Please use this identifier to cite or link to this item:
Scopus Web of Science® Altmetric
Type: Journal article
Title: How can we teach EBM in clinical practice? An analysis of barriers to implementation of on-the-job EBM teaching and learning
Author: Oude Rengerink, K.
Thangaratinam, S.
Barnfield, G.
Suter, K.
Horvath, A.
Walczak, J.
Welminska, A.
Weinbrenner, S.
Meyerrose, B.
Arvanitis, T.
Onody, R.
Zanrei, G.
Kunz, R.
Arditi, C.
Burnand, B.
Gee, H.
Khan, K.
Mol, B.
Citation: Medical Teacher, 2011; 33(3):e125-e130
Publisher: Carfax Publishing
Issue Date: 2011
ISSN: 0142-159X
Statement of
Katrien Oude Rengerink, Shakila Thangaratinam, Gemma Barnfield, Katja Suter, Andrea R. Horvath, Jacek Walczak, Anna Wełmińska, Susanne Weinbrenner, Berit Meyerrose, Theodoros N. Arvanitis, Rita Ónody, Gianni Zanrei, Regina Kunz, Chantal Arditi, Bernard Burnand, Harry Gee, Khalid S. Khan, and Ben W. J. Mol
Abstract: INTRODUCTION: Evidence-based medicine (EBM) improves the quality of health care. Courses on how to teach EBM in practice are available, but knowledge does not automatically imply its application in teaching. We aimed to identify and compare barriers and facilitators for teaching EBM in clinical practice in various European countries. METHODS: A questionnaire was constructed listing potential barriers and facilitators for EBM teaching in clinical practice. Answers were reported on a 7-point Likert scale ranging from not at all being a barrier to being an insurmountable barrier. RESULTS: The questionnaire was completed by 120 clinical EBM teachers from 11 countries. Lack of time was the strongest barrier for teaching EBM in practice (median 5). Moderate barriers were the lack of requirements for EBM skills and a pyramid hierarchy in health care management structure (median 4). In Germany, Hungary and Poland, reading and understanding articles in English was a higher barrier than in the other countries. CONCLUSION: Incorporation of teaching EBM in practice faces several barriers to implementation. Teaching EBM in clinical settings is most successful where EBM principles are culturally embedded and form part and parcel of everyday clinical decisions and medical practice.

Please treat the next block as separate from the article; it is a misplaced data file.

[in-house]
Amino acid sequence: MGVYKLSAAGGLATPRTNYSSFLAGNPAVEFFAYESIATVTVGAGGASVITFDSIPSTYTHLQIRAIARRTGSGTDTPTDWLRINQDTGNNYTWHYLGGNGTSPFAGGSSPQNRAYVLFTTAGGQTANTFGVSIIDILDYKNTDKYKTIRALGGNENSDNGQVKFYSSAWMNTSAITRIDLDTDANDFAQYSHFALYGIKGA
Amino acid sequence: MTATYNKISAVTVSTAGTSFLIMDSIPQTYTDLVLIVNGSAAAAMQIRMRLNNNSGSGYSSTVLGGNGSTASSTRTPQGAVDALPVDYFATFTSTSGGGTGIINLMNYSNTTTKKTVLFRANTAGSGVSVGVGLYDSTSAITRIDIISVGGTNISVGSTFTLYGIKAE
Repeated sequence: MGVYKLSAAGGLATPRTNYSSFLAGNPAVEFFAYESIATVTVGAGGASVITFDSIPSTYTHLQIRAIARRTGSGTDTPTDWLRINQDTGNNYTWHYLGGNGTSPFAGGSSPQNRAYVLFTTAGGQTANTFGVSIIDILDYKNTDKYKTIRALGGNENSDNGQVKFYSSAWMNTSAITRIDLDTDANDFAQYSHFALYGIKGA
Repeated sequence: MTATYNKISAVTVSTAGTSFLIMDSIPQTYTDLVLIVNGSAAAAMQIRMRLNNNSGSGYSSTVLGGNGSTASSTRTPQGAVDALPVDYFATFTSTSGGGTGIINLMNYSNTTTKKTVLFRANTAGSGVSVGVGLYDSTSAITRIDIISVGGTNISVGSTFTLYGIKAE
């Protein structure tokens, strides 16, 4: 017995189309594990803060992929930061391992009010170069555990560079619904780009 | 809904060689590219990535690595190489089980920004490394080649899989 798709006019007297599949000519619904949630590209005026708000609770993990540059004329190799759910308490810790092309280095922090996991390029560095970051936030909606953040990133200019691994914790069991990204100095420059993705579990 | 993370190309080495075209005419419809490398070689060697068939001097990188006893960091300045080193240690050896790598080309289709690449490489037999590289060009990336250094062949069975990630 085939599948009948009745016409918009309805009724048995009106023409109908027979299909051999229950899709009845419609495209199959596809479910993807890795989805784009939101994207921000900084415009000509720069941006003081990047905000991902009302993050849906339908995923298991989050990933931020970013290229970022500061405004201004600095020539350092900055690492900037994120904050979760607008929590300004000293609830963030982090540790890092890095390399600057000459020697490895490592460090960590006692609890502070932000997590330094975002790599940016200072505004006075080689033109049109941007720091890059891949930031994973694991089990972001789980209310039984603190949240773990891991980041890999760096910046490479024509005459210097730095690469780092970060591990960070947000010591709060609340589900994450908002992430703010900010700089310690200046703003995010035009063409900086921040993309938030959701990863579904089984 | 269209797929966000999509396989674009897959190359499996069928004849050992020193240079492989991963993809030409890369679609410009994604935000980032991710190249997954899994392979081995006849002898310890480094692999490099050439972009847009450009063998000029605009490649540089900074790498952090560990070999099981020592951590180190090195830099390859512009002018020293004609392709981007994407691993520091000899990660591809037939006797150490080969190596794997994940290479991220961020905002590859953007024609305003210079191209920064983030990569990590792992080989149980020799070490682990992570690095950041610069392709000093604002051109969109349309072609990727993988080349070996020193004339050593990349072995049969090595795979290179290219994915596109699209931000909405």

Keywords: Humans
Attitude of Health Personnel
Evidence-Based Medicine
Time Factors
Education, Medical
Middle Aged
Rights: © 2011 Informa UK Ltd.
DOI: 10.3109/0142159X.2011.542520
Appears in Collections:Aurora harvest 2
Paediatrics publications

Files in This Item:
File Description SizeFormat 
  Restricted Access
Restricted Access441.88 kBAdobe PDFView/Open

Items in DSpace are protected by copyright, with all rights reserved, unless otherwise indicated.